Background:Pain control in children is still a therapeutic dilemma. Preschool patients are affected from undesirable effects of postoperative pain more than adults. Tonsillectomy is associated with a high incidence of postoperative pain, not only complicating the recovery, but also delaying patients discharge.
Objectives:Despite employing different surgical and anesthetic strategies in post-tonsillectomy pain relief, this is still a clinical problem. The study was designed to evaluate the efficacy of a low dose ketamine in post tonsillectomy pain relief.
Patients and Methods:Our prospective randomized double blinded study enrolled 75 pediatric patients (3-10 years old) who were scheduled for a tonsillectomy procedure. Patients were randomly assigned to one of three groups receiving; intravenous (IV) ketamine 0.5mg/kg, subcutaneous (SC) ketamine 0.5 mg/kg and placebo at the end of the operation. Post-operative pain score was assessed using modified CHEOPS.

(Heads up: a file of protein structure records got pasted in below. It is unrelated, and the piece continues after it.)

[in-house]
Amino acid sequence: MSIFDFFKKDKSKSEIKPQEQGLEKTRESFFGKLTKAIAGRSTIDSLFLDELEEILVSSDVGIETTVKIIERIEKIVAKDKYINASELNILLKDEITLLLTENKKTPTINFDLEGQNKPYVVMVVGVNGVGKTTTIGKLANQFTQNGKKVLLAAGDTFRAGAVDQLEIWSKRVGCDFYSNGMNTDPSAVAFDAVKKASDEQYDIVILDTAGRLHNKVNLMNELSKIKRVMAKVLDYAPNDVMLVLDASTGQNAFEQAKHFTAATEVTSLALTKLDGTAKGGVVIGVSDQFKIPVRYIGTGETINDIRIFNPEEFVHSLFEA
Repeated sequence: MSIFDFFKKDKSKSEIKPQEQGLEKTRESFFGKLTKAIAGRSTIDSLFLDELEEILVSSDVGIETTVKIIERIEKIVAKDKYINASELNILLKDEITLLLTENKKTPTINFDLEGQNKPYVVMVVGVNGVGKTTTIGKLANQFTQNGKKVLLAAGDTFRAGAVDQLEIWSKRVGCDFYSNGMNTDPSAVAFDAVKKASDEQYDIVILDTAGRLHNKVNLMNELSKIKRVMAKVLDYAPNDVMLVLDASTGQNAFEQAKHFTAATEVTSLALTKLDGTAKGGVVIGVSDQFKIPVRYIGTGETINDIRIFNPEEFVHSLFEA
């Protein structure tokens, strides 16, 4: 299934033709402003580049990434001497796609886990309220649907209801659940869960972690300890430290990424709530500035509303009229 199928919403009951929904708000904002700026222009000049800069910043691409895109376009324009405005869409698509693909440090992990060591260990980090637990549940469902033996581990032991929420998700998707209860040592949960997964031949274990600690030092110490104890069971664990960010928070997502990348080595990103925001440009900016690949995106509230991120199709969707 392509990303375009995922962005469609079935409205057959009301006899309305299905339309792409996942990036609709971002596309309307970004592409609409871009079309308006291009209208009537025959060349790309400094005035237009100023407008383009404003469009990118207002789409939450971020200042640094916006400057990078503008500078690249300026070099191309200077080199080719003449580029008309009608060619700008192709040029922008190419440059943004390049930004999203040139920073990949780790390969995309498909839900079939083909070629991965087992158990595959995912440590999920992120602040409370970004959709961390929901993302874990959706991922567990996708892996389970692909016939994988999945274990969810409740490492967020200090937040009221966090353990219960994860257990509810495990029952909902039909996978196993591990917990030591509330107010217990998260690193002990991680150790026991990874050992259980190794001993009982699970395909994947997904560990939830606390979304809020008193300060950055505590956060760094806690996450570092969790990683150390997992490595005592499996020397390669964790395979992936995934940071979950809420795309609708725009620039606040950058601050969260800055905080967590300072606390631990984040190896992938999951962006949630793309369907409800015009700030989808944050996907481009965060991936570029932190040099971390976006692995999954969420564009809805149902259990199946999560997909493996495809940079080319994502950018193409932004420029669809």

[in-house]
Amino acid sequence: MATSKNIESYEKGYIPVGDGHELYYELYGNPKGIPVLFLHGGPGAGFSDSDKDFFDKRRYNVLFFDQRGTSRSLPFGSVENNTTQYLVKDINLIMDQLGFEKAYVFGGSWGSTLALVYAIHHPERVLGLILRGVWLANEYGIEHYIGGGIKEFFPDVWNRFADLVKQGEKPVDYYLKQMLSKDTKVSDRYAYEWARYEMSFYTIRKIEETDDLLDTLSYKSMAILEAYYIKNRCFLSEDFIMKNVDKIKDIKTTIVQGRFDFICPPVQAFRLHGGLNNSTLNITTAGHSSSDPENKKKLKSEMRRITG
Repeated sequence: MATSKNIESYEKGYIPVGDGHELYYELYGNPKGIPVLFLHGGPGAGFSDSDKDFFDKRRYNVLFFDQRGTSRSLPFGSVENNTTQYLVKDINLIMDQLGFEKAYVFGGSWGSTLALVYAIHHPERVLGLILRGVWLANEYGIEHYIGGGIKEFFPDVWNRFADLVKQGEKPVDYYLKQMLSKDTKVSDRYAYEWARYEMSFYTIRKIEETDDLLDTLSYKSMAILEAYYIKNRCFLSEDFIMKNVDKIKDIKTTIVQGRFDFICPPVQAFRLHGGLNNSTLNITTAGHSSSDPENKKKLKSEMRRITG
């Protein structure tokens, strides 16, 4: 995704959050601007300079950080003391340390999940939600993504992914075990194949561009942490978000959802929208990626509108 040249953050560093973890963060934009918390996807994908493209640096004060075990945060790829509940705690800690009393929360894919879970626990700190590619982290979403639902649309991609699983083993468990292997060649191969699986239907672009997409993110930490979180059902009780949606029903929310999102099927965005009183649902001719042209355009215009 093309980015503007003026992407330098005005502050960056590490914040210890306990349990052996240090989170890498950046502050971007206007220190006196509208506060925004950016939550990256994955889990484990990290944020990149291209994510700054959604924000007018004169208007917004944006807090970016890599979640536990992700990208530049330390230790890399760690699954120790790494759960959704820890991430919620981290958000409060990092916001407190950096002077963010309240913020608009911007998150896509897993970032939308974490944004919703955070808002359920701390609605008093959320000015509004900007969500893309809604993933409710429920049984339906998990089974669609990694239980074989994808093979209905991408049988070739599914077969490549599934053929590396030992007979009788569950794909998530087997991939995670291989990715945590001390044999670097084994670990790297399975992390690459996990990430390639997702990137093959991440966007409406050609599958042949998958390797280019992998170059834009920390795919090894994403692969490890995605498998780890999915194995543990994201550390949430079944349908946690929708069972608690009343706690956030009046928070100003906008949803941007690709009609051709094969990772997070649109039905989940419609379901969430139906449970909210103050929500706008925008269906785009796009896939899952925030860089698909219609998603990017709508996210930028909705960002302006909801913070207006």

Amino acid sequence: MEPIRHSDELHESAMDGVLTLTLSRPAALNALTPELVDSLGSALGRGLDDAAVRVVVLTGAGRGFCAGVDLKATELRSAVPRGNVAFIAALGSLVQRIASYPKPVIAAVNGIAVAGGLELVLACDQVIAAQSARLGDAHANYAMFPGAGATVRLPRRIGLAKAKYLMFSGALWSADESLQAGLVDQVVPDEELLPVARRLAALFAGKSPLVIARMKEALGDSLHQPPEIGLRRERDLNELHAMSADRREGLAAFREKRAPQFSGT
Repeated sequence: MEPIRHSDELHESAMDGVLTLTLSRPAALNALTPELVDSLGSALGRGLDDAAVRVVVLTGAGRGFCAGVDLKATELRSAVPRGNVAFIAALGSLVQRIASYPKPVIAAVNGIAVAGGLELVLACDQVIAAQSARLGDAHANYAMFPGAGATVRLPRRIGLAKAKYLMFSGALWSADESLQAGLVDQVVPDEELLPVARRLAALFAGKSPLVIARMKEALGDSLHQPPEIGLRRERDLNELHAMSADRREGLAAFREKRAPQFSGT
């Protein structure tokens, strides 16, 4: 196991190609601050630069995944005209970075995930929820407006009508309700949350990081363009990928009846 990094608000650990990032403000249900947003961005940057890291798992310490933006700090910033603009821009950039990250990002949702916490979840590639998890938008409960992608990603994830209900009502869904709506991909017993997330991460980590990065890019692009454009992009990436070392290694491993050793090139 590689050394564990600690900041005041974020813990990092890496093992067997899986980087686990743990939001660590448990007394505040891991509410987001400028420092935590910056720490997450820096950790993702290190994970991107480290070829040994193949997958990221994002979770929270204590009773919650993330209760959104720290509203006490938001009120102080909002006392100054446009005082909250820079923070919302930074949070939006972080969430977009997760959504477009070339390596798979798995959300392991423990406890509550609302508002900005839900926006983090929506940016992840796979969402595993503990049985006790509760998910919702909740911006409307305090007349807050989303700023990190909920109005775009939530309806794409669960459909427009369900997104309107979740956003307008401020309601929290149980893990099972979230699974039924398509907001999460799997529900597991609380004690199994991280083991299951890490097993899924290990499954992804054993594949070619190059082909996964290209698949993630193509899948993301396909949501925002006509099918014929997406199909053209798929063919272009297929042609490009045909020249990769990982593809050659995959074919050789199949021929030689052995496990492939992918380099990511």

Results:In our study we did not find any significant difference among the three groups regarding sex, age, and weight, duration of operation, hemodynamic stability, and nausea and vomiting. However, in ketamine groups, pain score and analgesic consumption were significantly lower (P < 0.00). The efficacy of the both ketamine groups was similar.
Conclusions:The study demonstrated that the both subcutaneous and intravenous injections of ketamine, at the end of the operation, were safe and effective for post-tonsillectomy pain control. Ketamine reduced postoperative analgesic medications consumption without increasing the risk of complications.
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